$("#jasonInfo").html("Your data is empty");

    When I browse do not return the data, if I remove in the ajax dataType: “jsonp” it is working, I do not understand the callback, do I have to do something like …. please help?

    • Why in the world are you doing the overrideMimeType stuff? Otherwise I don’t know what could be wrong. jQuery should handle the jsonp and callback parameter automatically when you set the dataType to jsonp. Maybe check out the jQuery documentation to see if you’re using it wrong. (You’ve also spelled the element id wrong in your else statement. You should learn to check your spelling better. Typing correctly is important when you write code πŸ™‚

      • Gus

        Please help me to find the problem, I removed the overrideMimeType and still not receiving the jsonp, please help me about the callback how it works? should I or or or
        ???? sorry I do not undestand the callback.

        • If you use jQuery correctly, you shouldn’t have to do anything about the callback. It should handle it for you. Other than that I’m afraid I don’t know what’s going wrong for you. Maybe try StackOverflow instead.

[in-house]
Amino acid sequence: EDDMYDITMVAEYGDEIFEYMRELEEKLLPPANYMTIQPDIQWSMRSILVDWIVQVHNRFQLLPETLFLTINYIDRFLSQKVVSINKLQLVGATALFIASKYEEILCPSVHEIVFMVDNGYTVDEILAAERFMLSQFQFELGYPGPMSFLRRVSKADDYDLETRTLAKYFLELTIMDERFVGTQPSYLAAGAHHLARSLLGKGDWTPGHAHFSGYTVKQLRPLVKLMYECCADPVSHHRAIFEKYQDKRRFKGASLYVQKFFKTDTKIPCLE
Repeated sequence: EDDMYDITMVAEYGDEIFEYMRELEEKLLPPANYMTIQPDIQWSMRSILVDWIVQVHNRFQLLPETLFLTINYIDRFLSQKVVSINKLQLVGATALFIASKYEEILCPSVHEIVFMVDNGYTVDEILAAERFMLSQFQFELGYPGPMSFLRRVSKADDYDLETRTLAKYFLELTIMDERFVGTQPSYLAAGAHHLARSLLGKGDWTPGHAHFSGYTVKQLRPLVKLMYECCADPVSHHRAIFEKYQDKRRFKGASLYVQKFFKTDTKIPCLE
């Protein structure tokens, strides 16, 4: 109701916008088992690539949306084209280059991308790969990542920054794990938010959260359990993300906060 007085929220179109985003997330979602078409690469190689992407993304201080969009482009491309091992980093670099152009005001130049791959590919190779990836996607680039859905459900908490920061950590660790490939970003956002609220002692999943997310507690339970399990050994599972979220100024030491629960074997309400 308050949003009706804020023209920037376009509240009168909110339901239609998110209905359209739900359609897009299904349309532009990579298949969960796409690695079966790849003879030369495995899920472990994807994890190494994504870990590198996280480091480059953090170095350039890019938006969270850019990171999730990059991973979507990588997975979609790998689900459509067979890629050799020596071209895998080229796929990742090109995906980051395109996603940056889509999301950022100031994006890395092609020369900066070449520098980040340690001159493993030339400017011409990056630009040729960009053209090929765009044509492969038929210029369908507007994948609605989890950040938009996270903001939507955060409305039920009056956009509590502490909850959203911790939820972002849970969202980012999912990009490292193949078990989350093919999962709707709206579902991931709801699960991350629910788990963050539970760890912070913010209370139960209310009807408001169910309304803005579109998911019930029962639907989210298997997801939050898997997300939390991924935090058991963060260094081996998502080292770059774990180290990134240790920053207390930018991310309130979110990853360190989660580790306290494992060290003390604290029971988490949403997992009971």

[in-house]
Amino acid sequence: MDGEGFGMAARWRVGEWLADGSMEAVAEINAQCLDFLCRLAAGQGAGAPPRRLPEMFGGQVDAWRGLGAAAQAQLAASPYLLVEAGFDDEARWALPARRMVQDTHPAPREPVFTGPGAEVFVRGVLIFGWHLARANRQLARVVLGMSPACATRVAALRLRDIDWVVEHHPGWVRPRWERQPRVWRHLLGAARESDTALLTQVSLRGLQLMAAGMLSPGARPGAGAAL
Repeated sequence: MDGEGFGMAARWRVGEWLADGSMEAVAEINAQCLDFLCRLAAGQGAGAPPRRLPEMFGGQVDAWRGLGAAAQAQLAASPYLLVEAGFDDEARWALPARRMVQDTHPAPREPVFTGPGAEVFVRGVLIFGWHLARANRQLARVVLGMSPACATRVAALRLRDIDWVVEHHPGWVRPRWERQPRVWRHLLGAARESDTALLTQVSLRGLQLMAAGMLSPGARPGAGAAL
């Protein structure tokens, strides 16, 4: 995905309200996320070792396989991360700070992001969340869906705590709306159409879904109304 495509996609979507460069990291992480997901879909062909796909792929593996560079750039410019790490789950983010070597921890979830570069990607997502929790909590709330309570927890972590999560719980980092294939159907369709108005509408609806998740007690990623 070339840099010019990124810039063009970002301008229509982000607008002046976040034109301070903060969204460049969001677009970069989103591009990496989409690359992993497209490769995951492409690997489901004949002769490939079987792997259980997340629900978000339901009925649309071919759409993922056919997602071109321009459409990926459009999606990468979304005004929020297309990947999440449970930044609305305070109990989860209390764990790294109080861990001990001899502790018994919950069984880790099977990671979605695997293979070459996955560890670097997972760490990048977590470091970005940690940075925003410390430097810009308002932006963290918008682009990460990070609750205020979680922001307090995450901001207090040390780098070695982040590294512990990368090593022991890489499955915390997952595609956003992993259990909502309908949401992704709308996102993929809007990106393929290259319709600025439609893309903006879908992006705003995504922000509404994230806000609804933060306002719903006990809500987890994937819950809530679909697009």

• Gus

            ok, please try it, take your php “Added security” code from this page, and the code I posted jsonRead.php, both local host, and try it to work, if you remove dataType: “jsonp”, is working, if you remove “beforeSend: function” stop working.
            Please send me a sample working by email, have been 5 days and I cant understand what is going on. thank you.

          • I’m sorry, but I don’t have time or energy to debug the code of other people πŸ™‚ Please try StackOverflow or CodeReview if you need help.

    • Toby1

      There is a typo in your success function #jasoninfo” instead of #jsoninfo. Also, should you not include jsonpCallback: “callback”, as one of parameters after datatype? This works for me:

      function getcode(){
              url: '',
              dataType: "jsonp",
              jsonpCallback: "_testcb",
              cache: false,